8-time All-Star Bill Skowron honed his place-hitting skills as a 16” softballer on such snug fields as Thillen’s Stadium and Kells Park. Moose made history at 17, when - playing for the legendary Kool Vent Awnings - he launched a Clincher into a building at Chicago & Kedzie some 400’ away; it’s been called the “longest hit in Chicago softball history”. A big guy, (he took dance lessons for his footwork), Moose’s nickname actually came when a bad haircut given by his grandfather bore resemblance to Mussolini. N.L. HR leader with the Reds in 1954, Kluszewski was part of the ‘59 Go-Go White Sox. Chicago auto dealer Jim Moran offered a free car to anyone who homered in the World Series; Klu earned 3 Ford Falcons! Not just a Big Bopper, he led 1st Basemen in fielding percentage 5 times. He attended the same school as my grandmother (Argo High…see below).

Illinois Polish-Americans have long excelled in sports, and many notables have either grown up or played here, such as: 

Baseball: Hall of Famer Al (Szymansk) Simmons, Hank Borowy, Moose Skowron, Ted Kluszewski, Moe Drabowsky, Mike “The Polish Prince” Krukow, Paul Konerko, Greg “Bull” Luzinski, Dick “Monster” Raddatz, Joe Borowski, Mike Bielecki, Doug Drabek, Joe Niekro, Art Shamsky, “Steady Eddie” Lopat, Matt Szczur, Tom Paciorek, Mark Grudzielanek, Richie Zisk, Brian Matusz, more. Football: Bronco Nagurski, Johnny Lujack, Ray Nitschke, Jim Grabowski, Mike Tomczak, Glen Kozlowski. Also Blackhawks Eddie Olczyk, Tom Lysiak and Jim Wisniewski. Plus boxer Tony Zale (Gary’s “Man of Steel”) and Duke’s Mike “Coach K” Krzyzewski.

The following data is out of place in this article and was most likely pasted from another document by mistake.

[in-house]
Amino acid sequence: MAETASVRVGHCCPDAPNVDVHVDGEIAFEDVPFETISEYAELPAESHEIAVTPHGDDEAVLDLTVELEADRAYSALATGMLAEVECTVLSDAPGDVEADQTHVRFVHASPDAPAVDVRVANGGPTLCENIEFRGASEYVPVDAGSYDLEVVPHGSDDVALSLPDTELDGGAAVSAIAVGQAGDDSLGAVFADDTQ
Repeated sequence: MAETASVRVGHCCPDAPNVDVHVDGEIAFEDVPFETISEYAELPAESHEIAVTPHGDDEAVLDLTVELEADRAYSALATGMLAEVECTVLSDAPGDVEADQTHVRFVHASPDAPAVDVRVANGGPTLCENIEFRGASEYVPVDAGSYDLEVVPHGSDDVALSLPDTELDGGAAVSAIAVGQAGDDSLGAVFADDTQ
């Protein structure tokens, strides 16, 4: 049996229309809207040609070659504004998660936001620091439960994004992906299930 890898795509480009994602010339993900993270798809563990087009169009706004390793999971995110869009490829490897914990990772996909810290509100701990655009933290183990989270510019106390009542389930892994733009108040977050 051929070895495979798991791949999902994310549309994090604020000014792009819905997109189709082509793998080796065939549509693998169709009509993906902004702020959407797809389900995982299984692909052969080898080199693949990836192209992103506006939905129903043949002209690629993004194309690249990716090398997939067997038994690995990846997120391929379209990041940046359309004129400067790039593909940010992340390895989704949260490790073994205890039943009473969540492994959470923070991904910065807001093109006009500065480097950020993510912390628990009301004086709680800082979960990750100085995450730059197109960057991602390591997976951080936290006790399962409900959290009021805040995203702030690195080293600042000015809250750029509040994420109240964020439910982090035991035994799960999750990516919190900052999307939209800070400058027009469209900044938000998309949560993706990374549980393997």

Until 2016, Hank Borowy, was the last Cubs pitcher to win AND lose a World Series game (1945 against Detroit); Jon Lester did it in 2016. Borowy was also the last MLB pitcher to double twice in the same inning. Dick “Monster” Radatz and Mike Krukow were keys to Cub play-off runs.

Hank BorowyMike Krukow


Tulowitzki bobblehead

Troy Tulowitzki was a “Cub Killer”, who played here often. In fact, he hit for the cycle against the Cubs in 2009, becoming only the 2nd player in MLB history to hit for the cycle and perform an unassisted triple play. Other greats who killed the Cubs or Sox: Stan Musial, Carl Yaztremski, Phil Niekro, Tom Brunansky. 


What began as a rifle range, then German beer garden, then “kiddie park”, became a favorite summer destination for generations of Chicagoans, especially Polish families from nearby Avondale hoping to “Laugh their Troubles Away”. Riverview gave everyday folks a chance to brave the “Bobs”, shoot the “Chutes” or, like me, be creeped out by Aladdin’s shifty peepers.  




Pols on Parade: Martwicks  Richard Martwick’s button for Cook County School Superintendent is super! An ink pen nib! A pencil! Martwick served in that now-defunct post for 24 years. His brother Robert, Sr., was a Dem Township Committeeman and nephew, Robert, Jr., is State Rep and 38th Ward Dem Committeeman.